References: <cnts9d$4b5$1@newsg1.svr.pol.co.uk>
    <41a2ef0e$0$15428$cc9e4d1f@news-text.dial.pipex.com>
    <Xns95AA178424622wisdomfolly@151.164.30.42>
    <41a30c1a$0$29084$cc9e4d1f@news-text.dial.pipex.com>
    <Xns95AA2CE7C46D3wisdomfolly@151.164.30.42>
    <MPG.1c0d2164edcb4685989d55@news.individual.net>
    <Xns95AA45D41B7B4wisdomfolly@151.164.30.48>
    <MPG.1c0d49af3a38e63989d5c@news.individual.net>
    Organization: sometimes
    Message-ID: <Xns95AA5059AEB45wisdomfolly@151.164.30.44>
    User-Agent: Xnews/06.08.25
    Lines: 45
    NNTP-Posting-Host: 69.153.48.93
    X-Complaints-To: abuse@prodigy.net
    X-Trace: newssvr12.news.prodigy.com 1101218027 ST000 69.153.48.93 (Tue, 23
    Nov 2004 08:53:47 EST)
    NNTP-Posting-Date: Tue, 23 Nov 2004 08:53:47 EST
    X-UserInfo1:
    [[PAPDCAO@UMRULXMZOT_VTB\Z_HPUDO@HTHOCULF@^PGDTFOG[]FKKZE\]^HRWI[FCWJF^NB^[D
    _DSBR^RC^QPFTFUCYRDIH@\FCQKBITUT@EP_[CAFHTC@GLDKZHBMGDXCJINMCA\]GG[RH\^MOM[\
    BK[NVPWKYAYIPOG@SK@ZA]DE[\AP]_DFU^T]A\VM
    Date: Tue, 23 Nov 2004 13:53:47 GMT
    Xref: news-text.dial.pipex.com alt.comp.hardware.pc-homebuilt:418587
    uk.comp.homebuilt:130142


    --

    I.P.Freely
  36. Archived from groups: alt.comp.hardware.pc-homebuilt,uk.comp.homebuilt (More info?)

    Troll.

    Tx2 <tx2newscollection@hotmail.com> wrote:

    >Path: newssvr11.news.prodigy.com!newscon03.news.prodigy.com!newsmst01a.news.prodigy.com!prodigy.com!fu-berlin.de!uni-berlin.de!not-for-mail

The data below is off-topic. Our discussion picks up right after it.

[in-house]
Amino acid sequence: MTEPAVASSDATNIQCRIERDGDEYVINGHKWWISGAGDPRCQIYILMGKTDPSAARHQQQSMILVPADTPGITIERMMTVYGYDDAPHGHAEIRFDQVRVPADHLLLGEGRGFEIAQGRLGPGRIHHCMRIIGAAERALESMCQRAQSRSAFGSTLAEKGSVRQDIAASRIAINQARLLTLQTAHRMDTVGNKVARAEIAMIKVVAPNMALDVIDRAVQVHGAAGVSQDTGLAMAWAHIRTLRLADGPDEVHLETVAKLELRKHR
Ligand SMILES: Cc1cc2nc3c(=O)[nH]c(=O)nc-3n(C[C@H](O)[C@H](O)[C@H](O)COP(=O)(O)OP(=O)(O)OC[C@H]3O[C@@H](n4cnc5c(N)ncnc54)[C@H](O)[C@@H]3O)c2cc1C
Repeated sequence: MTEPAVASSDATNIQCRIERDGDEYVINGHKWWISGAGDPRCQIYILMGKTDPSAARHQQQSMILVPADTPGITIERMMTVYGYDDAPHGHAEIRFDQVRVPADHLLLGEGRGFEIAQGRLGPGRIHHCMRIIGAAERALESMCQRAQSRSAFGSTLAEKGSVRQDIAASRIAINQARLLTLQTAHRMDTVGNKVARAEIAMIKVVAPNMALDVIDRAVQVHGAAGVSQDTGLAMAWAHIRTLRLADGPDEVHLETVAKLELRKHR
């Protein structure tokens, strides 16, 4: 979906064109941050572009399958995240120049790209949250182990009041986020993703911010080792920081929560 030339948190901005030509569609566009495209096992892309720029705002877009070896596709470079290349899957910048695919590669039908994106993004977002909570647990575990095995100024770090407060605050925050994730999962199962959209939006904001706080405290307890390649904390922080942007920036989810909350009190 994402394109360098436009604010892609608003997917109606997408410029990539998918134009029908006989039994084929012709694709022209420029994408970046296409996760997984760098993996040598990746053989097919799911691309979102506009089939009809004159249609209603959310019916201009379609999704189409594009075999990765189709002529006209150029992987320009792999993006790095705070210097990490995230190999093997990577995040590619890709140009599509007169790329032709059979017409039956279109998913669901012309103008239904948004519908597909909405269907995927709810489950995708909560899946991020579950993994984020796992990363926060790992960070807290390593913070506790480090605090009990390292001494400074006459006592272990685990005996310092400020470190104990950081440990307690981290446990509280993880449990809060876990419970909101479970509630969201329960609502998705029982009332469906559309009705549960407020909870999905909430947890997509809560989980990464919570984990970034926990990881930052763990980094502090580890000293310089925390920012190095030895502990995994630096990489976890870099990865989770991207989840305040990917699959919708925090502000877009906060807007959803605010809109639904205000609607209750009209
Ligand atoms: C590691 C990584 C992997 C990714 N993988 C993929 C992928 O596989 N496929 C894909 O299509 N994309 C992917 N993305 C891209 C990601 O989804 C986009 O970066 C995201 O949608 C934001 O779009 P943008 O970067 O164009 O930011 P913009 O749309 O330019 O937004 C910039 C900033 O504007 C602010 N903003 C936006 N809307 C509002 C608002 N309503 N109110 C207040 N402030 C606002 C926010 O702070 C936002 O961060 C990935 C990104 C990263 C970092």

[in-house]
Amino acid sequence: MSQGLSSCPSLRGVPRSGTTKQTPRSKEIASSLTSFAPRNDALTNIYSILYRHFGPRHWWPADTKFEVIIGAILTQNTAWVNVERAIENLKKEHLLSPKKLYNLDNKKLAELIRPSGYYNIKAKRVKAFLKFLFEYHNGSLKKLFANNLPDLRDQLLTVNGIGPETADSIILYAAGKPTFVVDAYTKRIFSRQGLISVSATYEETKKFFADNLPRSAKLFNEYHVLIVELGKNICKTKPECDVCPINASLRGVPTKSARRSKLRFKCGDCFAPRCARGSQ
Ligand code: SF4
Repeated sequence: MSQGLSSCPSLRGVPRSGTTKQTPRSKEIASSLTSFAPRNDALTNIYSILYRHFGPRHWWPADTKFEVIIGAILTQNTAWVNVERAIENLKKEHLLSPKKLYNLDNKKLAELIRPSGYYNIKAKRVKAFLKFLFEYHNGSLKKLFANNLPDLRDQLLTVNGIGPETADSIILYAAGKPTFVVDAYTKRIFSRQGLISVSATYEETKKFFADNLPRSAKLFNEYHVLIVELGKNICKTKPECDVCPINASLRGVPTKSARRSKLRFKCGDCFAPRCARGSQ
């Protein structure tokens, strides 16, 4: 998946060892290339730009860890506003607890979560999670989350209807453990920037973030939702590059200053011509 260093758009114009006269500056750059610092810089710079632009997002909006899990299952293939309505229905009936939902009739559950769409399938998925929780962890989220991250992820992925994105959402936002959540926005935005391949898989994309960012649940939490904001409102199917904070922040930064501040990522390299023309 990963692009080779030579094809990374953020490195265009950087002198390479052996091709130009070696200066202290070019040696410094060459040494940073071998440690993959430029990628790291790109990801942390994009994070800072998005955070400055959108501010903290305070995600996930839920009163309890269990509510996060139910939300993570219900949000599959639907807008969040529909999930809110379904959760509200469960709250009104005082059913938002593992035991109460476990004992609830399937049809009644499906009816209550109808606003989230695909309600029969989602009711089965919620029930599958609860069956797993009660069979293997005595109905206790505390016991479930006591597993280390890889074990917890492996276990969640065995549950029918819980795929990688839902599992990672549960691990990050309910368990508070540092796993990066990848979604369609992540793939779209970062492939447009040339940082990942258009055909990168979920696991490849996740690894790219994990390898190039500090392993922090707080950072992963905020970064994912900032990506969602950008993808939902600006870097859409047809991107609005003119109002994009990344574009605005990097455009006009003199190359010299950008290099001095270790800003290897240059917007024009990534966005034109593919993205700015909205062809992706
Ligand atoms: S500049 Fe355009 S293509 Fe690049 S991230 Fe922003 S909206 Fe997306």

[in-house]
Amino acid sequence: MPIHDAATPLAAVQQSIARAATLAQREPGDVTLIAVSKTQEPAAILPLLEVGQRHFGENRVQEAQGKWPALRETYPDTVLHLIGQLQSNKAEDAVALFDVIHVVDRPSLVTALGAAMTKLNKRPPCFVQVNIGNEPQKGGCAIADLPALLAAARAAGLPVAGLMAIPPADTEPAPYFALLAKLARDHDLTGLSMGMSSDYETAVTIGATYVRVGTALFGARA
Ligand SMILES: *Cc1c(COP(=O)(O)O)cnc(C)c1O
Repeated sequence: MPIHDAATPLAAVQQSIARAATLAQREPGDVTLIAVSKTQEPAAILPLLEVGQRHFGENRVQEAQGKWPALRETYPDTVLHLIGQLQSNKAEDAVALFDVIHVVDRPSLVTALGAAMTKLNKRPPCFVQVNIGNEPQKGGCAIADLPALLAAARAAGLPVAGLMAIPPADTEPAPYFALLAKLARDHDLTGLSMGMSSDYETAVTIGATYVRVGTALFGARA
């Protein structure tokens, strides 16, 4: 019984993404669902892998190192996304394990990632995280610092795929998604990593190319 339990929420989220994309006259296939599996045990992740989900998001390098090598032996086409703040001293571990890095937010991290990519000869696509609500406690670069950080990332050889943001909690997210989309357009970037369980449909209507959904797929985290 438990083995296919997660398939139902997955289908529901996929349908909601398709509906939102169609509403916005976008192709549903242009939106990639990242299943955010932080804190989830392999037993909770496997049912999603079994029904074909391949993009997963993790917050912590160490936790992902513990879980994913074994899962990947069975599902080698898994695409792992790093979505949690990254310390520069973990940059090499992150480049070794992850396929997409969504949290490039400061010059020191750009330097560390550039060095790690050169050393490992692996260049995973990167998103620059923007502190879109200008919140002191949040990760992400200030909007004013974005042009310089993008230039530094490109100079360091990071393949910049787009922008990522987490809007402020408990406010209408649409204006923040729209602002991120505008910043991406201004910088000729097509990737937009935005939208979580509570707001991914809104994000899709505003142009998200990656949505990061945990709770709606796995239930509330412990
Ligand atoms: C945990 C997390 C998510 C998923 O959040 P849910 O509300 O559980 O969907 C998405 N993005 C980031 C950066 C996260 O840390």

>From: Tx2 <tx2newscollection@hotmail.com>
    >Newsgroups: alt.comp.hardware.pc-homebuilt,uk.comp.homebuilt
    >Subject: Re: If a just built PC goes bang on power-up...
    >Date: Tue, 23 Nov 2004 14:21:30 -0000
    >Organization: Posting_@_Home_@s_@n_individu@l
    >Lines: 13
    >Message-ID: <MPG.1c0d57c26eb3bb15989d5d@news.individual.net>
    >References: <cnts9d$4b5$1@newsg1.svr.pol.co.uk> <41a2ef0e$0$15428$cc9e4d1f@news-text.dial.pipex.com> <Xns95AA178424622wisdomfolly@151.164.30.42> <41a30c1a$0$29084$cc9e4d1f@news-text.dial.pipex.com> <Xns95AA2CE7C46D3wisdomfolly@151.164.30.42> <MPG.1c0d2164edcb4685989d55@news.individual.net> <Xns95AA45D41B7B4wisdomfolly@151.164.30.48> <MPG.1c0d49af3a38e63989d5c@news.individual.net> <Xns95AA5059AEB45wisdomfolly@151.164.30.44>
    >Mime-Version: 1.0
    >Content-Type: text/plain; charset="iso-8859-15"
    >Content-Transfer-Encoding: 7bit
    >X-Trace: news.uni-berlin.de L3FJpkhf3ADgIv2CTbgcRwwsqoIMnJy73FuFM6JVEfGDKBryEG
    >X-Newsreader: MicroPlanet Gravity v2.60
    >Xref: newsmst01a.news.prodigy.com alt.comp.hardware.pc-homebuilt:422735
    >
    >In article <Xns95AA5059AEB45wisdomfolly@151.164.30.44>,
    >jdoe@usenet.is.the.real.thing, a.k.a John Doe says...
    >
    >> Troll
    >
    >don't be so ridiculous
    >
    >you accused someone of trolling, i asked why; you couldn't justify it,
    >persisted in posting unnecessary headers; then carried on in
    >conversation with them as if it were all perfectly normal!
    >
    >Like i said, weirdo alert.
    >
    >
  37. Archived from groups: alt.comp.hardware.pc-homebuilt,uk.comp.homebuilt (More info?)

    In article <Xns95AA59E2820Dwisdomfolly@151.164.30.48>,
    jdoe@usenet.is.the.real.thing, a.k.a John Doe says...


    > Troll

    Go read between the lines, arsehole.
    http://cerap.univ-paris1.fr/preseau/3-fingers.jpg


    *plonk*
  38. Archived from groups: alt.comp.hardware.pc-homebuilt,uk.comp.homebuilt (More info?)

    "I.P.Freely" <i.p.freely@spamblockdsl.pipex.com> wrote:
    >"John Doe" <jdoe@usenet.is.the.real.thing> wrote in message
    >> "I.P.Freely" <i.p.freely@spamblockdsl.pipex.com> wrote:

    ....

    >> >My own experience with around 400-500 PCs purchased from an